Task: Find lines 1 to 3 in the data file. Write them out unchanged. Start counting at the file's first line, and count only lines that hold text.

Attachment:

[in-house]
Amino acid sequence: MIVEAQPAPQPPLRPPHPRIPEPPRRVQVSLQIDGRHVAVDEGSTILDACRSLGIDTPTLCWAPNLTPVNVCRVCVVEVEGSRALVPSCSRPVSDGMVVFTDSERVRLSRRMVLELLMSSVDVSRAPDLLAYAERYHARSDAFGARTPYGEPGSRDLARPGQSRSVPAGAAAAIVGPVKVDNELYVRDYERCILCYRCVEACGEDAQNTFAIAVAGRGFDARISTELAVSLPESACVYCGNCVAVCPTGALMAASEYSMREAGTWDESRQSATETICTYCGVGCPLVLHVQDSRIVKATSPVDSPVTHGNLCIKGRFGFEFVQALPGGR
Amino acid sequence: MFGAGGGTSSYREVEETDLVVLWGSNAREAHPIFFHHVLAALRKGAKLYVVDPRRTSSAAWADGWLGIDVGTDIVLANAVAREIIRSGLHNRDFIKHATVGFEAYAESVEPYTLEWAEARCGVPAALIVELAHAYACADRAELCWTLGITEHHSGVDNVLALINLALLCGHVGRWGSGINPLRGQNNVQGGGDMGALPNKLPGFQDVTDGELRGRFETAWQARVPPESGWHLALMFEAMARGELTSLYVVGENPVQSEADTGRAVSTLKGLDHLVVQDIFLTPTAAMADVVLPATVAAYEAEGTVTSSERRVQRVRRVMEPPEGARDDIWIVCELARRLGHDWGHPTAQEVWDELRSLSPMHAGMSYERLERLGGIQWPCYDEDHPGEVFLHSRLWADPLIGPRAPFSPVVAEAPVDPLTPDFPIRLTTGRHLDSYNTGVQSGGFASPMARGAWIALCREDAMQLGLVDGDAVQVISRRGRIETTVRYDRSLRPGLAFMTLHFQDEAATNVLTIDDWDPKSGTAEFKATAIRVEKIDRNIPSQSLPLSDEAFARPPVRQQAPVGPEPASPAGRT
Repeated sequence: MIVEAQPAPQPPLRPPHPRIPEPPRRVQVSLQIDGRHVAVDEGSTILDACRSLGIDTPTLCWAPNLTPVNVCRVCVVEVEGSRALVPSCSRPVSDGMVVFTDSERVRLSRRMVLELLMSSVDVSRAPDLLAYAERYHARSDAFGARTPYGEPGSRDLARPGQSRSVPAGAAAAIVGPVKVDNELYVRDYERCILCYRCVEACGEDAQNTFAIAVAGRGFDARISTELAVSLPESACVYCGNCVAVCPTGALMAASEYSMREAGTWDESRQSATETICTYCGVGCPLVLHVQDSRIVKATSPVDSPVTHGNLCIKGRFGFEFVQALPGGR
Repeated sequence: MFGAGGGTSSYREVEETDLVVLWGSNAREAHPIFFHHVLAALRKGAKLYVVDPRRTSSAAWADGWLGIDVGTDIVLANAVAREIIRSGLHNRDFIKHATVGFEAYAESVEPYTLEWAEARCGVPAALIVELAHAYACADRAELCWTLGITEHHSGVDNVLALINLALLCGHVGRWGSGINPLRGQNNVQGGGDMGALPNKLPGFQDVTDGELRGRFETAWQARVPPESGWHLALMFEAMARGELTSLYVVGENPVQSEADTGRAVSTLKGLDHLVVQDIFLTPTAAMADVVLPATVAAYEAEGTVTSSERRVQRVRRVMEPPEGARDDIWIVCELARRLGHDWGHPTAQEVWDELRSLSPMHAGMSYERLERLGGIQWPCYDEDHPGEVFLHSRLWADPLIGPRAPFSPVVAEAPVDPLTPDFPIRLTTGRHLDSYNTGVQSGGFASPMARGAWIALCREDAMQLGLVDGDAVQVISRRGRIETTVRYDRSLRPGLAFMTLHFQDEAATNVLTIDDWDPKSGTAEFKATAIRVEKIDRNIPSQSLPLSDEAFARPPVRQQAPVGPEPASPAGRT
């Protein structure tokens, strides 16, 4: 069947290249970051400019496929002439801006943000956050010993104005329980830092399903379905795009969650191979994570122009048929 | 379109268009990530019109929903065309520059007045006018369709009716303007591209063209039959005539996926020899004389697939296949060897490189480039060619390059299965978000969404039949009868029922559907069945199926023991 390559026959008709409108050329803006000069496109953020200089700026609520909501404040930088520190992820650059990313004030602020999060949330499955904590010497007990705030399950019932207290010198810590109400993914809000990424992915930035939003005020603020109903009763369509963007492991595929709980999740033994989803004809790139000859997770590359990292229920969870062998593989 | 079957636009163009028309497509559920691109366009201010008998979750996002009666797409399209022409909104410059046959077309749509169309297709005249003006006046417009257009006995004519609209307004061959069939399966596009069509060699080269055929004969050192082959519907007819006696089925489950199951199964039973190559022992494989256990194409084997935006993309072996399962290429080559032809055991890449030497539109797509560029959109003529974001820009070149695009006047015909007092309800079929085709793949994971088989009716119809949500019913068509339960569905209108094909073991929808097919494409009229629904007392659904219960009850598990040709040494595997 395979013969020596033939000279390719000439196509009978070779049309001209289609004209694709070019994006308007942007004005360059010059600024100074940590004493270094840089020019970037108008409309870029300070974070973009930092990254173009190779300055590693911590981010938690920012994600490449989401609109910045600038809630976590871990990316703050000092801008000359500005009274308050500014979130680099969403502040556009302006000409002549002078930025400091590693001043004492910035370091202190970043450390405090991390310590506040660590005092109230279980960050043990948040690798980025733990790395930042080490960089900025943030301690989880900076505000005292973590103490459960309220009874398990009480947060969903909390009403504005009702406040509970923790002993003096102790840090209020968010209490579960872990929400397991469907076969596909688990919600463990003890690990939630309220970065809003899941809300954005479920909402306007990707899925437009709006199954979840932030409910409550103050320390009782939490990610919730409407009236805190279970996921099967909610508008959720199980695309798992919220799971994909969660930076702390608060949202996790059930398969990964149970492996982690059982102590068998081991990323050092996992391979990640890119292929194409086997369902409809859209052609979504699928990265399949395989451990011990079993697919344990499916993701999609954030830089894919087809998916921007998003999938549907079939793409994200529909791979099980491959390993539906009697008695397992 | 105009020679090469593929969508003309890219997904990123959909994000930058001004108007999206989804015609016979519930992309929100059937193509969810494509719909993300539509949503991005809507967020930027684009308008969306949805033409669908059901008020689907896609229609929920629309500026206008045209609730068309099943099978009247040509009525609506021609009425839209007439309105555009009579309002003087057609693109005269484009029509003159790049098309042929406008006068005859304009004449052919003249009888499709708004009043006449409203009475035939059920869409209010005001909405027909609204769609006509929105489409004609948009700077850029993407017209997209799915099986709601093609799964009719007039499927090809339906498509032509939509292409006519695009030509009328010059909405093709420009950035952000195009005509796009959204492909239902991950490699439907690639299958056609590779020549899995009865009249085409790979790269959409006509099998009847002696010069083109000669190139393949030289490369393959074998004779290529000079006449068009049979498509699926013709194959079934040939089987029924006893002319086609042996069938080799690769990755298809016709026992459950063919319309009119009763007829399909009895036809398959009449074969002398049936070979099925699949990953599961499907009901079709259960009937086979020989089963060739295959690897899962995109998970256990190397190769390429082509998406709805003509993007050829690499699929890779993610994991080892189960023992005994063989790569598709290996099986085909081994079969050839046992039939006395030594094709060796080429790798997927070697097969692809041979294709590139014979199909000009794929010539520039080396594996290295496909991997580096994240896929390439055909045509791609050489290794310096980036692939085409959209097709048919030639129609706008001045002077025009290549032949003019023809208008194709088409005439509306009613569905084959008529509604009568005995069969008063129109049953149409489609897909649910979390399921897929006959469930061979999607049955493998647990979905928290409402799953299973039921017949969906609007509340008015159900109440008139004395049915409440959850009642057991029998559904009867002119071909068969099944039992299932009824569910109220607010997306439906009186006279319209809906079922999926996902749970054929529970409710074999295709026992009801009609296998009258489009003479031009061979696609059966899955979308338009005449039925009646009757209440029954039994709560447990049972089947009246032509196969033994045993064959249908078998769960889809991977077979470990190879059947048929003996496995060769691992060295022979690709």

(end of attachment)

[in-house]
Amino acid sequence: MIVEAQPAPQPPLRPPHPRIPEPPRRVQVSLQIDGRHVAVDEGSTILDACRSLGIDTPTLCWAPNLTPVNVCRVCVVEVEGSRALVPSCSRPVSDGMVVFTDSERVRLSRRMVLELLMSSVDVSRAPDLLAYAERYHARSDAFGARTPYGEPGSRDLARPGQSRSVPAGAAAAIVGPVKVDNELYVRDYERCILCYRCVEACGEDAQNTFAIAVAGRGFDARISTELAVSLPESACVYCGNCVAVCPTGALMAASEYSMREAGTWDESRQSATETICTYCGVGCPLVLHVQDSRIVKATSPVDSPVTHGNLCIKGRFGFEFVQALPGGR
Amino acid sequence: MFGAGGGTSSYREVEETDLVVLWGSNAREAHPIFFHHVLAALRKGAKLYVVDPRRTSSAAWADGWLGIDVGTDIVLANAVAREIIRSGLHNRDFIKHATVGFEAYAESVEPYTLEWAEARCGVPAALIVELAHAYACADRAELCWTLGITEHHSGVDNVLALINLALLCGHVGRWGSGINPLRGQNNVQGGGDMGALPNKLPGFQDVTDGELRGRFETAWQARVPPESGWHLALMFEAMARGELTSLYVVGENPVQSEADTGRAVSTLKGLDHLVVQDIFLTPTAAMADVVLPATVAAYEAEGTVTSSERRVQRVRRVMEPPEGARDDIWIVCELARRLGHDWGHPTAQEVWDELRSLSPMHAGMSYERLERLGGIQWPCYDEDHPGEVFLHSRLWADPLIGPRAPFSPVVAEAPVDPLTPDFPIRLTTGRHLDSYNTGVQSGGFASPMARGAWIALCREDAMQLGLVDGDAVQVISRRGRIETTVRYDRSLRPGLAFMTLHFQDEAATNVLTIDDWDPKSGTAEFKATAIRVEKIDRNIPSQSLPLSDEAFARPPVRQQAPVGPEPASPAGRT